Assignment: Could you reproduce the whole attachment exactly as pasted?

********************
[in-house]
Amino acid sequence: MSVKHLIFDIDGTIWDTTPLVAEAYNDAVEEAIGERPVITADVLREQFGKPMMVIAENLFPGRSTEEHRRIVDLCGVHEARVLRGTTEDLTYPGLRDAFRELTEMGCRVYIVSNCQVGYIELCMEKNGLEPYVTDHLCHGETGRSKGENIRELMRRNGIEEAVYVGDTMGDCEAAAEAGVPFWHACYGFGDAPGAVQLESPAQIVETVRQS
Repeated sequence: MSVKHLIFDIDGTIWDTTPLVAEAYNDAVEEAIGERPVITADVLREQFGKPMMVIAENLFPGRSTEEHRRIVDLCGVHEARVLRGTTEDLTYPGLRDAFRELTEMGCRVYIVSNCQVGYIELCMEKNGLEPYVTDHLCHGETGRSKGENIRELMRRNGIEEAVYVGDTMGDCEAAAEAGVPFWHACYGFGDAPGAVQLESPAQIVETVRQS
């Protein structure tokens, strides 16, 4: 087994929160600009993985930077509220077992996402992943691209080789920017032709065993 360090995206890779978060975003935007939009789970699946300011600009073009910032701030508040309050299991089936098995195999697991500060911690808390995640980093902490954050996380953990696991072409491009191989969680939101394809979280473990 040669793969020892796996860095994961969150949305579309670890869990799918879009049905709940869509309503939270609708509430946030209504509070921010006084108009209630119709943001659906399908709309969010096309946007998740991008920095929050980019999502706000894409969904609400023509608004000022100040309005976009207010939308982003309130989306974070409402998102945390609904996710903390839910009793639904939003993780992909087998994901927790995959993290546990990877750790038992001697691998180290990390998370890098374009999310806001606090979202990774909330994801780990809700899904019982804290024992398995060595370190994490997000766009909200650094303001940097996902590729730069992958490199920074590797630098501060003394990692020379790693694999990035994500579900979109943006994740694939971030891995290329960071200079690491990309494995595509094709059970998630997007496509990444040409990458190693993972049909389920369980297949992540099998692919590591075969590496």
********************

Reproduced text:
[in-house]
Amino acid sequence: MSVKHLIFDIDGTIWDTTPLVAEAYNDAVEEAIGERPVITADVLREQFGKPMMVIAENLFPGRSTEEHRRIVDLCGVHEARVLRGTTEDLTYPGLRDAFRELTEMGCRVYIVSNCQVGYIELCMEKNGLEPYVTDHLCHGETGRSKGENIRELMRRNGIEEAVYVGDTMGDCEAAAEAGVPFWHACYGFGDAPGAVQLESPAQIVETVRQS
Repeated sequence: MSVKHLIFDIDGTIWDTTPLVAEAYNDAVEEAIGERPVITADVLREQFGKPMMVIAENLFPGRSTEEHRRIVDLCGVHEARVLRGTTEDLTYPGLRDAFRELTEMGCRVYIVSNCQVGYIELCMEKNGLEPYVTDHLCHGETGRSKGENIRELMRRNGIEEAVYVGDTMGDCEAAAEAGVPFWHACYGFGDAPGAVQLESPAQIVETVRQS
């Protein structure tokens, strides 16, 4: 087994929160600009993985930077509220077992996402992943691209080789920017032709065993 360090995206890779978060975003935007939009789970699946300011600009073009910032701030508040309050299991089936098995195999697991500060911690808390995640980093902490954050996380953990696991072409491009191989969680939101394809979280473990 040669793969020892796996860095994961969150949305579309670890869990799918879009049905709940869509309503939270609708509430946030209504509070921010006084108009209630119709943001659906399908709309969010096309946007998740991008920095929050980019999502706000894409969904609400023509608004000022100040309005976009207010939308982003309130989306974070409402998102945390609904996710903390839910009793639904939003993780992909087998994901927790995959993290546990990877750790038992001697691998180290990390998370890098374009999310806001606090979202990774909330994801780990809700899904019982804290024992398995060595370190994490997000766009909200650094303001940097996902590729730069992958490199920074590797630098501060003394990692020379790693694999990035994500579900979109943006994740694939971030891995290329960071200079690491990309494995595509094709059970998630997007496509990444040409990458190693993972049909389920369980297949992540099998692919590591075969590496």